Interbike 2011, Day 1

At some essential level, I’m a geek. For most of my life it was considered an essential personality flaw. These days, because I work in the bike industry, I can do things like walk into Interbike, see friends at the Ritchey booth and get excited about a tiny little stem. Now, this forged beauty shown above weighs a mere 105 grams. It features reversed out bolts and a 260-degree opening in its 31.8mm clamp diameter to maintain strength.

Dude, I’m excited about a stem.

My buddy Spencer at Ritte is something of a style factory. I had a pretty technical conversation with him about all the ways he’s working to improve his bikes and grow his business, but it’s touches like the stuff above that attract people to his work. Gorgeous sells. For good reason.

I meet people from time to time who are unwilling to wear (what they think are) the garish designs of many clothing companies. They ask me about stuff that’s calm without looking dorky. Honestly, I rarely have an answer. And while Hincapie is doing lots of stuff that’s right up my alley, what most stood out this year was this jersey because it made me think, “At last, I have an answer.”

I’ve been learning a lot about BH bike lately. I’m not sure who they are working with to actually produce their bikes, but they are using some very cutting edge technology. BH, if you don’t  already know, is a Spanish company, but Chris Cocalis, the visionary behind Titus Titanium and the carbon/ti technology called Exogrid, is the mastermind behind BH’s new products and the engineering for this new frame was done here in the U.S.

What I’ve learned from a variety of engineers has led me look for certain design cues when I see a new frame. Small chainstays (like so small you can’t get the can’t get the camera to focus on them), square shapes used sparingly and round shapes used plenty.

The Ultralight is the bike I’m most excited to ride of everything I saw this year. BH claims a weight of 747g for the bare frame.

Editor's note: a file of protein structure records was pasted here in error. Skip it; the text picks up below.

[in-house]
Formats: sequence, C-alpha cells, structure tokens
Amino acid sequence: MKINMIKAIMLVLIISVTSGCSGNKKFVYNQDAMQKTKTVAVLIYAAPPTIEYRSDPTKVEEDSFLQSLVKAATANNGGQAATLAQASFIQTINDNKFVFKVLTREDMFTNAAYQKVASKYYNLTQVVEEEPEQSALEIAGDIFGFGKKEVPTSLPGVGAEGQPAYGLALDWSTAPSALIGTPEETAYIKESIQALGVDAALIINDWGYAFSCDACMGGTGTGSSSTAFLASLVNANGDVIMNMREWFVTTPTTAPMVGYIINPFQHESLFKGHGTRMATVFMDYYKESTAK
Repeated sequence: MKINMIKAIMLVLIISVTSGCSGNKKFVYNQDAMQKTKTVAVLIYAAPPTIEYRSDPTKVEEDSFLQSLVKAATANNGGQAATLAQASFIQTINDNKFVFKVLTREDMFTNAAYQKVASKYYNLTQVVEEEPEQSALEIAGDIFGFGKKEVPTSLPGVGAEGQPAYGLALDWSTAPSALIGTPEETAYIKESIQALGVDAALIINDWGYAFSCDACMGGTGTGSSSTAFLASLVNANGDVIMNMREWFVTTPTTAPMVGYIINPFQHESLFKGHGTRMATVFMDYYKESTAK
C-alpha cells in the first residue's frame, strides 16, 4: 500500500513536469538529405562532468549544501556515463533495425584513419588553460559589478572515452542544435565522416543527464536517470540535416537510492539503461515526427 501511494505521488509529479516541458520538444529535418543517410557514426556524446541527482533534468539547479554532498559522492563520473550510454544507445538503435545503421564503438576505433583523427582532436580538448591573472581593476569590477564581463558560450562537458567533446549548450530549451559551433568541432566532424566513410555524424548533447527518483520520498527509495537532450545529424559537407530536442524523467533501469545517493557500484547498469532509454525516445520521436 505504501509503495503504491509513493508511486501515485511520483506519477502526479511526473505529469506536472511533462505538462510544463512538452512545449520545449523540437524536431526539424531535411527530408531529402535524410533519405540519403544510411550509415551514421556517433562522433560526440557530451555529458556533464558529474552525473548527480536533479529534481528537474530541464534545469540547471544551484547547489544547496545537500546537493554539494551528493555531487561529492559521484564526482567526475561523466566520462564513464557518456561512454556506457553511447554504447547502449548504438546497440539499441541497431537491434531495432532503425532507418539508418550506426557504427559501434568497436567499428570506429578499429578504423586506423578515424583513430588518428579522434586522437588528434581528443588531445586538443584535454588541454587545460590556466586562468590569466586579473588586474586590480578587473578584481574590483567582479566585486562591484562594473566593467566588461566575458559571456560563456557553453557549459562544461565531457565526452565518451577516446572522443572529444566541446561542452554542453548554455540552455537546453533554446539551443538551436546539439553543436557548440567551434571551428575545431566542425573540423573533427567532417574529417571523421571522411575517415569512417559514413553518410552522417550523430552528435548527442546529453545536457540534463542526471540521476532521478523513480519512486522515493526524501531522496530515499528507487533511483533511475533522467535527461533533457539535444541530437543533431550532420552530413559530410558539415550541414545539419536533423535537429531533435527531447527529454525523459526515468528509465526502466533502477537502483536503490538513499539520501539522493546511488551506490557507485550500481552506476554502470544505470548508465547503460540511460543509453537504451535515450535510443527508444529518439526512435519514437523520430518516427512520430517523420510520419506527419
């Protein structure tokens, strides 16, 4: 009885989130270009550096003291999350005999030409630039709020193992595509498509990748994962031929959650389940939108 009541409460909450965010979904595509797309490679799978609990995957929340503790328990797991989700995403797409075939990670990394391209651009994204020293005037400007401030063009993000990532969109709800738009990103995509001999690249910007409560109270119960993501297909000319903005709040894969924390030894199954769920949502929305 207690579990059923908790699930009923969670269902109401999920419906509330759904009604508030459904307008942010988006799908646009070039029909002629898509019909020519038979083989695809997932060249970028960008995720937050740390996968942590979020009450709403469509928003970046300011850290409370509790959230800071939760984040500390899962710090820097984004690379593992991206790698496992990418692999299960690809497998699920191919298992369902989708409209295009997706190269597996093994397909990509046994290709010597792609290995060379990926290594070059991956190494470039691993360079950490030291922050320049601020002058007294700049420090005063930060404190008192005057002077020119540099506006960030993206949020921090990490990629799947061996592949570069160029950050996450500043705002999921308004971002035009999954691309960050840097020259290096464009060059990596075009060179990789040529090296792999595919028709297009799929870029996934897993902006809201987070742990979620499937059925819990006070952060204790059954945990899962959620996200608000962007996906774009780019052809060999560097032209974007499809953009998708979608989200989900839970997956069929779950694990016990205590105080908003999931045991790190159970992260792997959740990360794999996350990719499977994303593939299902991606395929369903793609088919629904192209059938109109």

If I’m going to run an errand on the bike, I wear a helmet, but I fully admit that I positively feel like a dork if I wear something like the Aeon or Prevail with cotton clothing. The new Giro Reverb does several cool things. First, it gives me a basic lid perfect for errands. Second, it’s safe enough to be worth wearing. Finally it gives a nice dollop of nostalgia for a helmet I was wearing back in the mid-90s. That may be the most impressive achievement of all; I don’t get nostalgic for the ’90s.

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10 comments

  1. Peter Lütken

    In any other setting I’d agree with you, but we are talking bikes here! Weren’t you the guy who got excited over a stem?
    Maybe it’s the LBS-guy in me who dreads ever having to sell a “Bra” to a woman. (now that’s spoken like a true Lutheran)
    I’ll quit now, before I end up digging myself even deeper into this hole..


    1. Author
      Padraig

      Peter, please keep digging. You’re among friends and I’m really enjoying this.

      Noel: Find a matching skinsuit for me and I’ll get you a matching helmet.

  2. noel

    if you get that Giro Helmet.. we’re fully doing Tron week as soon as i get my skinsuit lights to work. And, I mean this in a good way. Also, Hincapie…. that jersey… clearly for dudes with small nips. Whoa.

  3. Peter Lütken

    And dig I shall: After I pressed “Submit” I realized that selling “Bras” to somewhat overweight dudes might be even more awkward. (Yet very fitting, man-boobs and all)

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